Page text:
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Inventing The Nation: Japanese Culture Politicizes Nature

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Chapter Summary

The fictionalized account of Hakata tea gathering points towards the social pleasures of tea play at a particular moment of seasonal change. This chapter briefs about how the idea of transience that was sustained by tea practices and literary genres became allied with a belief in Japaneseness. It focuses on how early modern interpretations of literature helped shape Japan as the community of unnatural death in the 1940s. It also views about national needs that demanded visual culture function as propaganda, the wartime strengthening of the commitment of citizens by Japanese culture depended on importing genres from Western painting traditions. The chapter examines these literary and visual cultures that the political appropriation of the legacy of Sen no Rikyū from the Meiji period (1868-1912) onwards. This brief survey of early modern tea includes comments on the grand master model of tea transmission.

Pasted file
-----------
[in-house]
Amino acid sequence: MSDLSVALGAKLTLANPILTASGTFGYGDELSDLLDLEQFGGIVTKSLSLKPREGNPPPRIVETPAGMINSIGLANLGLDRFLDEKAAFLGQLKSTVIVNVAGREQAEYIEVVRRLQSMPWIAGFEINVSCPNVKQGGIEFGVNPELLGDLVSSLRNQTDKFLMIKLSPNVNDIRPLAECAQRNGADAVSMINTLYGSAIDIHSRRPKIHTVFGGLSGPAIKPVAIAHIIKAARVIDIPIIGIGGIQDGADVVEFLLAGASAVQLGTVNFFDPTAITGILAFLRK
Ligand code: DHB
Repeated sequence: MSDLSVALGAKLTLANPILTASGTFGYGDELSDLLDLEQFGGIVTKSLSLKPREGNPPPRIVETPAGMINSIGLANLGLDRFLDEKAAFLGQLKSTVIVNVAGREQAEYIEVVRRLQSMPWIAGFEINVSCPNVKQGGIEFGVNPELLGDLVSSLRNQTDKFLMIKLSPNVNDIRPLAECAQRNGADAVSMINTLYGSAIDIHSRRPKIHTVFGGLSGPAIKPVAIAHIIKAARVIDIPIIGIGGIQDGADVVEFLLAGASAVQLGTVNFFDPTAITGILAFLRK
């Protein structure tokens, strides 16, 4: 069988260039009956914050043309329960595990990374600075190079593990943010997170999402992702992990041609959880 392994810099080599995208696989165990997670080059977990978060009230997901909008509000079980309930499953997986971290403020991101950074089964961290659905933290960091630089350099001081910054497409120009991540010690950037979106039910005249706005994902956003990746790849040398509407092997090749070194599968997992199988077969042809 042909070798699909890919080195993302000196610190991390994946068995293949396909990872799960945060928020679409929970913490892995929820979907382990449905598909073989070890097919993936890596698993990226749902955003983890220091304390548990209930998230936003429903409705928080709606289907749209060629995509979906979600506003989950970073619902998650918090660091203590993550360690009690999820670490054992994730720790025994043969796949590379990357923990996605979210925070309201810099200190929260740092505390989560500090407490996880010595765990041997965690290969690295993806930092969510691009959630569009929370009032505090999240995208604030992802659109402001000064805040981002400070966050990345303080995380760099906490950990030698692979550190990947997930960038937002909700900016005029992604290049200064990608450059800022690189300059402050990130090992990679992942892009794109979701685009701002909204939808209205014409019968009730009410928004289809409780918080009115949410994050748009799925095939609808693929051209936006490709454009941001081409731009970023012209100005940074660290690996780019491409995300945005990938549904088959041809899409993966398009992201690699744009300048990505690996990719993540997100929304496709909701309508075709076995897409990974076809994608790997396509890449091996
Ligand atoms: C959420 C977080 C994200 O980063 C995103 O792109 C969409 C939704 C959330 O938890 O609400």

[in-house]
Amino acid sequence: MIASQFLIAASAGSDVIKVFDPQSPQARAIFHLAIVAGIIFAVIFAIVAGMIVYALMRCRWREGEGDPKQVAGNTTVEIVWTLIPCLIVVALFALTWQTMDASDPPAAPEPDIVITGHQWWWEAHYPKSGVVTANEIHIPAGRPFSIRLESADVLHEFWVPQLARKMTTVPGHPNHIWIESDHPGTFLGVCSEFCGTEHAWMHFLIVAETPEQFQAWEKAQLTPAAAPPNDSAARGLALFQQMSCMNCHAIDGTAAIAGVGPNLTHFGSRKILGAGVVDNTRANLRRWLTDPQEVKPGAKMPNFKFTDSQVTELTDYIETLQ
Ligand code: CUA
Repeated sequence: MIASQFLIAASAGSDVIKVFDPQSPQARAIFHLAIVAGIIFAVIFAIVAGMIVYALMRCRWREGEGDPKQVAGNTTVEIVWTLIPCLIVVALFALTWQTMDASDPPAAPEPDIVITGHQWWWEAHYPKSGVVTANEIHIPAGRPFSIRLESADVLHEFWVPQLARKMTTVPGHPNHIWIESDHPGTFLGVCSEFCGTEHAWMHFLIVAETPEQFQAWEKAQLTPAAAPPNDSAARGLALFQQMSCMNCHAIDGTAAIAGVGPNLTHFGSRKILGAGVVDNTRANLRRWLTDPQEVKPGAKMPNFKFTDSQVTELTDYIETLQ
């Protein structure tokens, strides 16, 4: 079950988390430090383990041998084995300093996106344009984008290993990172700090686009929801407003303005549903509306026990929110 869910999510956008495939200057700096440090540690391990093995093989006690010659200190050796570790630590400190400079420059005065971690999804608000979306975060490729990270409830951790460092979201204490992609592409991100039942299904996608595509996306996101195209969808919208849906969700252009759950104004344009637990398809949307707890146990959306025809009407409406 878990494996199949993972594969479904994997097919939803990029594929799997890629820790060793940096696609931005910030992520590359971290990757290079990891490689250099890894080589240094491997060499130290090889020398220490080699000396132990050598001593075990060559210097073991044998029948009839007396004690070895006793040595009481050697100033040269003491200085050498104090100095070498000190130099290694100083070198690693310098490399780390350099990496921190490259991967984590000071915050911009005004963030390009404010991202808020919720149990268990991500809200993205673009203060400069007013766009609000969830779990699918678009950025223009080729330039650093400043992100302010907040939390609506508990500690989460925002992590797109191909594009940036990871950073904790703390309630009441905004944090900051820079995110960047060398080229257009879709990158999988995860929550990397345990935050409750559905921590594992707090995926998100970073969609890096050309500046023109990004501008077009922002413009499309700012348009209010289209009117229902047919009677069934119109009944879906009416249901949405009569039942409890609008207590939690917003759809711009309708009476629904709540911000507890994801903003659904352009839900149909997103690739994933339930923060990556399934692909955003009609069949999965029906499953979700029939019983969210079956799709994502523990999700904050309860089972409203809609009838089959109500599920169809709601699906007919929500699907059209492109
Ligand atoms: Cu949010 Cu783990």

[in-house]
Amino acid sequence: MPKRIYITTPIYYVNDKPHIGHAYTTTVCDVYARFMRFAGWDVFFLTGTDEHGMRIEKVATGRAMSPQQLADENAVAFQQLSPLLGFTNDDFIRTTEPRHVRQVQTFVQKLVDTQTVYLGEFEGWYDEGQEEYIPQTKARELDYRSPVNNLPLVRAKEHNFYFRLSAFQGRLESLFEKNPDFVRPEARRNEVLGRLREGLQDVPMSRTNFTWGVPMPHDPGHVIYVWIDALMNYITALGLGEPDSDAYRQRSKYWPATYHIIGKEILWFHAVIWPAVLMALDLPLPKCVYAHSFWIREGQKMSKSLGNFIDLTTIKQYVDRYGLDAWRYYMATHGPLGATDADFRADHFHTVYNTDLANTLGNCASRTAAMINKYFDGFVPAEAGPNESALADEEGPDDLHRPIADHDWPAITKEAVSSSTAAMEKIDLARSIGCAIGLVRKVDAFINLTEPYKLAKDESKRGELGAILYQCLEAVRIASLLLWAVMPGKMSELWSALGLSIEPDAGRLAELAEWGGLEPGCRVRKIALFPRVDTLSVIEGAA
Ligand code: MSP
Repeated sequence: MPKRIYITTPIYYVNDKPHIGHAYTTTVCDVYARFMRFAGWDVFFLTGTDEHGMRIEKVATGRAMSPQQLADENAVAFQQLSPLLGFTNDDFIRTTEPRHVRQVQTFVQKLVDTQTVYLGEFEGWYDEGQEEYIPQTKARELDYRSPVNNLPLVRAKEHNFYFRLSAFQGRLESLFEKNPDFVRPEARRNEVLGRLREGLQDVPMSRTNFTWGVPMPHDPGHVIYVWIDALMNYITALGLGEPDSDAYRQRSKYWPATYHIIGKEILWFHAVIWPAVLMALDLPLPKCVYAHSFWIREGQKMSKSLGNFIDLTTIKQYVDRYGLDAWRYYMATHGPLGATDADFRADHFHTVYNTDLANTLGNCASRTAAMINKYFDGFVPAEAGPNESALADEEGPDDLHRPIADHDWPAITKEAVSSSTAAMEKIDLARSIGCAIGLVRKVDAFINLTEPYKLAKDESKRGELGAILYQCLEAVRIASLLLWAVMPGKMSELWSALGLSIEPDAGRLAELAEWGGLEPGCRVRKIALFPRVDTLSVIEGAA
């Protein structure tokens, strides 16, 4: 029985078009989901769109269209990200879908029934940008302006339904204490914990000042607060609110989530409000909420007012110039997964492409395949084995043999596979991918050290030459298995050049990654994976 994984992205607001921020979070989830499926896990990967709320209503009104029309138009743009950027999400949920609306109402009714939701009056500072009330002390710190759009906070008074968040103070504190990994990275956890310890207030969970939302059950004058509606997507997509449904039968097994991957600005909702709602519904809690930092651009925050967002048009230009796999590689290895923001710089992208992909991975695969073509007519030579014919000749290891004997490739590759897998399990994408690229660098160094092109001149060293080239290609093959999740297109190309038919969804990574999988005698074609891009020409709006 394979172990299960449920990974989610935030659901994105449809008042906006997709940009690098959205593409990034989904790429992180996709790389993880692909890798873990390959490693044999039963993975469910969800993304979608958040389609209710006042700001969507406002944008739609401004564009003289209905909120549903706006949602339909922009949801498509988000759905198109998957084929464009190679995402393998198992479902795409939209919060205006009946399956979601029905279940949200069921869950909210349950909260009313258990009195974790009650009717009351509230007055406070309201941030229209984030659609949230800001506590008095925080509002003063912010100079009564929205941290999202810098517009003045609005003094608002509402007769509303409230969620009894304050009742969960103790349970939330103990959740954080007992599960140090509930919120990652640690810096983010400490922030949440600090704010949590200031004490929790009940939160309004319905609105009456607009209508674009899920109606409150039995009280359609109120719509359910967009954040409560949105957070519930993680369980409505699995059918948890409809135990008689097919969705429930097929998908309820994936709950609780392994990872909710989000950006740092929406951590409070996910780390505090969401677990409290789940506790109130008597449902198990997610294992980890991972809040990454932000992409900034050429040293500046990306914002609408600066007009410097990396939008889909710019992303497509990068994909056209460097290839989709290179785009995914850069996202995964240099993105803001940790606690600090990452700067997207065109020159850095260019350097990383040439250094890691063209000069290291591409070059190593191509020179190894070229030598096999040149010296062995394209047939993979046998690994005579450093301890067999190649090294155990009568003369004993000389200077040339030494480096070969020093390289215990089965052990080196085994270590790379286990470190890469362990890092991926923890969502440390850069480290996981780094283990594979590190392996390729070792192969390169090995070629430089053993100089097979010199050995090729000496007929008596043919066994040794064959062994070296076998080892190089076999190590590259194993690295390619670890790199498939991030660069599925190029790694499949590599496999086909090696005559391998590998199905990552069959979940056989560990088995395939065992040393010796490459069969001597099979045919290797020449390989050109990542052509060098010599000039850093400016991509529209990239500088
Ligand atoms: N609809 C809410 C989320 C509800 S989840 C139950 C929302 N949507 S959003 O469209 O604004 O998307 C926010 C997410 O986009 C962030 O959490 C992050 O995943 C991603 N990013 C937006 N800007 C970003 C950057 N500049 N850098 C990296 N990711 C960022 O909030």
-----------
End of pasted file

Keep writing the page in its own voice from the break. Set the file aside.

Keywords: Hakata tea; Japanese culture; Meiji period; Sen no Rikyū; visual culture; Western painting traditions



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